New school policy targets bullying

Published 7:28 pm Friday, July 30, 2010

With the state legislature passing a bill requiring every schooldistrict to adopt a policy that prohibits bullying and harassment,the Brookhaven School District is cracking down on kids whooverstep their boundaries when giving each other a hard time.

District Superintendent Lea Barrett said there have always beendisciplinary measures in place, but that putting a name on thebullying issue has really helped focus the new policy that wasadopted into the handbook on Tuesday night at the school districtboard meeting.

“This addresses bullying per se,” she said. “According to the law,the school district has to define reasonable action as to what thestudent can do and what we should do, and we’ve laid thoseout.”

Subscribe to our free email newsletter

Get the latest news sent to your inbox

A student has to report the behavior to a teacher, principal orcounselor, and then the policy spells out what needs to be done bythe district, whether it involves calling the parents or callingthe police.

“Our ultimate goal is to limit that behavior,” she said aboutbullying.

And all of the district’s employees will be trained to recognizeand understand the warning signs of bullying, Barrett said. It’snot just for teachers, either.

“The thing I’m most proud of is that we are actually having a fallsession and a spring session of training for all staff – cafeteriaworkers, custodians, everyone that deals with the children – toteach them how to recognize bullying behavior,” she said. “Thatgoes further than seeing a child pick on another child. They’llrecognize if a child is shying away from another child too.”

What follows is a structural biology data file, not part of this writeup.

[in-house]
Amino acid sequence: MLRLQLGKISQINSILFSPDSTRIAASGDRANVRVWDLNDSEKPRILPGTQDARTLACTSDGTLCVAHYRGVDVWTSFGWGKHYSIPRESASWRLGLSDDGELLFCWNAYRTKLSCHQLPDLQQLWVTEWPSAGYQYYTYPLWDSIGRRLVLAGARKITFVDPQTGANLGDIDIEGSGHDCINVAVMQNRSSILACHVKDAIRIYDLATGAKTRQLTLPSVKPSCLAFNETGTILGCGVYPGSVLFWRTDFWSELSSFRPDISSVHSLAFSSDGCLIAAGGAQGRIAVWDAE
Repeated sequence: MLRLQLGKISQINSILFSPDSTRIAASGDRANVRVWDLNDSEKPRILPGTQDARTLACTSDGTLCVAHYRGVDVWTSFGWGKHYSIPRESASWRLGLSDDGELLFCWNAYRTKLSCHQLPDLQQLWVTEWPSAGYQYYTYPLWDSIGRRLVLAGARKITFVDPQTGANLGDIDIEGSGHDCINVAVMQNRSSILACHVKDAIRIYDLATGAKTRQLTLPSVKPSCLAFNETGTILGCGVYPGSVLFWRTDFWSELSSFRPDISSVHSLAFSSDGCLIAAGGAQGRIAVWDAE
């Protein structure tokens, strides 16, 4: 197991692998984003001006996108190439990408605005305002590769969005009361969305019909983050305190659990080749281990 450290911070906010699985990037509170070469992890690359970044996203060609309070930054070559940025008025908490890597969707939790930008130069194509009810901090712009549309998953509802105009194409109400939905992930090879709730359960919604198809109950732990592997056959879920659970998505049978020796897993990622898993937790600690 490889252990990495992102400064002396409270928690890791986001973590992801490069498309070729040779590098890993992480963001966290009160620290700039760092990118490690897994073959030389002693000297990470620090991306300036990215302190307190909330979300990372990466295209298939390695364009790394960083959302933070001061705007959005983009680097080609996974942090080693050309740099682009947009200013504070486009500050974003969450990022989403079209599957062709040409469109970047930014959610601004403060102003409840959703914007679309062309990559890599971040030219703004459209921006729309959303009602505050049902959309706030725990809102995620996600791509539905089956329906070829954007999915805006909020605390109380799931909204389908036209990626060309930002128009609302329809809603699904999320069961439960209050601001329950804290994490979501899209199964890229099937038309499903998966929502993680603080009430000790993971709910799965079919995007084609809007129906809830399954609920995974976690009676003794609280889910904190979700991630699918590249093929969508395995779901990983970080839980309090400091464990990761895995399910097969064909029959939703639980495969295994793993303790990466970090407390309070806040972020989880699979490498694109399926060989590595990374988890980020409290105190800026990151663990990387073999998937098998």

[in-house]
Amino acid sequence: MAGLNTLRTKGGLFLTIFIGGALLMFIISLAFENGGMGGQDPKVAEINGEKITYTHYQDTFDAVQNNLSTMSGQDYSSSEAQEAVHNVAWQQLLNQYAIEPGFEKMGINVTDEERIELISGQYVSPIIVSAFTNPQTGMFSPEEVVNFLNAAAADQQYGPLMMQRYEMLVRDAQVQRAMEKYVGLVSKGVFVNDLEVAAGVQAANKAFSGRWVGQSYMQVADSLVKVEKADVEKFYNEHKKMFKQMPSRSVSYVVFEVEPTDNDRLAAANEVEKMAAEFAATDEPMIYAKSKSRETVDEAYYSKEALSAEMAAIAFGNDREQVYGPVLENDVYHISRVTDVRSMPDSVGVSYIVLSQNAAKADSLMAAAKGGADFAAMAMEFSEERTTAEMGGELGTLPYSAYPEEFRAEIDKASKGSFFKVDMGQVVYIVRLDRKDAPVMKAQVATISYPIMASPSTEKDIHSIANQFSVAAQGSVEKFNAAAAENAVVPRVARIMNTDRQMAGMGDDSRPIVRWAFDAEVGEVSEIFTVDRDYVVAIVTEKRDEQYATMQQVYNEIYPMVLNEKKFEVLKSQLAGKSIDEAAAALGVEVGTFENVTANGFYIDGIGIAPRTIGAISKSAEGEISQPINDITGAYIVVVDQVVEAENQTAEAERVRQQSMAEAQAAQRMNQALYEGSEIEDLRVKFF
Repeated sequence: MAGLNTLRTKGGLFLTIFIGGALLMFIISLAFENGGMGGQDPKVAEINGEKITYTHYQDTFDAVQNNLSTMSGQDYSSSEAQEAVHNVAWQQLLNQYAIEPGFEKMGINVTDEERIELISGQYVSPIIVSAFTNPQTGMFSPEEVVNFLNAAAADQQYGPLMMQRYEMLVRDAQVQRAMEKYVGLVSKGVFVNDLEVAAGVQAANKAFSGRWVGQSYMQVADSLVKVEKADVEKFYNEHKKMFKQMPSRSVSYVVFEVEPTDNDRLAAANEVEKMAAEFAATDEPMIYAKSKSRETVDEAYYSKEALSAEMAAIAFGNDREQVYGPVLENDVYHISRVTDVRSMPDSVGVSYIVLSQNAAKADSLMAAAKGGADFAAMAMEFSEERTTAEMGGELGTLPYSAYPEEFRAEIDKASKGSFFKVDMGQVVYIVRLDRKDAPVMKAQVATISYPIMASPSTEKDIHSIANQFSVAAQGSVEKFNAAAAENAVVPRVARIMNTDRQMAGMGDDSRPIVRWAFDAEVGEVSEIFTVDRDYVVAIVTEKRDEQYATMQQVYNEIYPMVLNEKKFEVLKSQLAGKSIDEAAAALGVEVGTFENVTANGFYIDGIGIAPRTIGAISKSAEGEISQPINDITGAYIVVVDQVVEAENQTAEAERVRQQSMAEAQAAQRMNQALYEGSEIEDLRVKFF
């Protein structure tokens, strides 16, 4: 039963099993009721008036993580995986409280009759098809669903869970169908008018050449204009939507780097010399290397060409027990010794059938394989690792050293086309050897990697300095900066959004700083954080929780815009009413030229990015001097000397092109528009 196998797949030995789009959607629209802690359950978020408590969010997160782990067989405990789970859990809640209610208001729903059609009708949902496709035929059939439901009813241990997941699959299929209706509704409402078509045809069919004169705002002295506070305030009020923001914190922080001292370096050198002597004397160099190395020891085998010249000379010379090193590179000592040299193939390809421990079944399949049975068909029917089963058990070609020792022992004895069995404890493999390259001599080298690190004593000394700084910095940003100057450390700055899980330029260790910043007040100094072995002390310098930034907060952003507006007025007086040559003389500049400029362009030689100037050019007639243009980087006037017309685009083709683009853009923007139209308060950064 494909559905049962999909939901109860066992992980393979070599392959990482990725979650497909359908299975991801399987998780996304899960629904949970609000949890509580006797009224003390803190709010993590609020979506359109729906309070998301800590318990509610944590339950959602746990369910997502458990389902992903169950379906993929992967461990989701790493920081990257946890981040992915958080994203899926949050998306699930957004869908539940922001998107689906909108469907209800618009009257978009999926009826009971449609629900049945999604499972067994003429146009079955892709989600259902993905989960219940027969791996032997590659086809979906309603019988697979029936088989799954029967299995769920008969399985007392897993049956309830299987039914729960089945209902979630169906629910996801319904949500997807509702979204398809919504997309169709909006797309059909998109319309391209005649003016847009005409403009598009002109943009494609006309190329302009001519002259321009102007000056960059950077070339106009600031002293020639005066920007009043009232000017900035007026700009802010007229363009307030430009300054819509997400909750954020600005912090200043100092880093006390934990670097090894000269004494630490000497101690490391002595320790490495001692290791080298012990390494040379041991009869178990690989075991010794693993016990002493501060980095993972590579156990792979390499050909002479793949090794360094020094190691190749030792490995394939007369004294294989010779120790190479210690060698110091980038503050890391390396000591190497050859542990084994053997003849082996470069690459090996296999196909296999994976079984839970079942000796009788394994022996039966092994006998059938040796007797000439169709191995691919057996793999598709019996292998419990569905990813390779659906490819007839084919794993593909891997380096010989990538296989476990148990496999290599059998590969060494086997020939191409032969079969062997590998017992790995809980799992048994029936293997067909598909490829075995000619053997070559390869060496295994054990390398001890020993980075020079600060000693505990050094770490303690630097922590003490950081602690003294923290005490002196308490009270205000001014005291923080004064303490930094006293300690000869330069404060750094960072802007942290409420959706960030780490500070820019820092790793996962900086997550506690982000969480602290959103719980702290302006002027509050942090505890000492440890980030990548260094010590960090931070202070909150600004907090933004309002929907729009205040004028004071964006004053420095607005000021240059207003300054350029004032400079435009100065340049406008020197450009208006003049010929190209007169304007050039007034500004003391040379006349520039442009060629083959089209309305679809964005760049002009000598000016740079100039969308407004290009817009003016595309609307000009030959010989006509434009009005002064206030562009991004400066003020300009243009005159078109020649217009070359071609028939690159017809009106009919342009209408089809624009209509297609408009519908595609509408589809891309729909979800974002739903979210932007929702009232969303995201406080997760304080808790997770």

Barrett said the education program is aimed at taking a chunk outof bullying that perhaps laws and threats of enforcementcan’t.

“You can have laws and consequences, but if you want to changebehavior, I believe it comes through education,” she said. “We’llalso have an emphasis in the classroom for students on how theyinteract with other students.”

It won’t even be just a talk every once in a while, Barrettsaid.

It will be a part of an almost daily regimen. The school districthas invested in a curriculum that integrates it into the classroomon several levels.

“It’s about conflict resolution, how to be a friend, thinking aboutintegrity and honor in your actions,” she said. “We’ve purchasedthose materials and they’re in place in the schools. That’sintegrated into the weekly lesson plan.”

Barrett said the school districts are simply trying to instill theright values in their students, and to be a positive reinforcementfor what parents are teaching them at home.

“Kids have so many outside influences, we would never try to assumethe role of dealing with religion,” she said. “But those thingsthat make you a hard-working, good citizen for the community, wehave to underscore what the parents say and provide that goodinfluence.”

While bullying has always been an issue in schools, Barrett saidBrookhaven is fortunate to be such a tight-knit community.

“Our good fortune is our size here in Brookhaven and Lincoln Countybecause we are a very close-knit community, and our principals knowour children not just in school but outside, and the parents,” shesaid. “All those things come together to provide a safer atmospherethan larger districts can do, because we see the parents. There’s acertain level of familiarity for us – our children are not justnumbers.”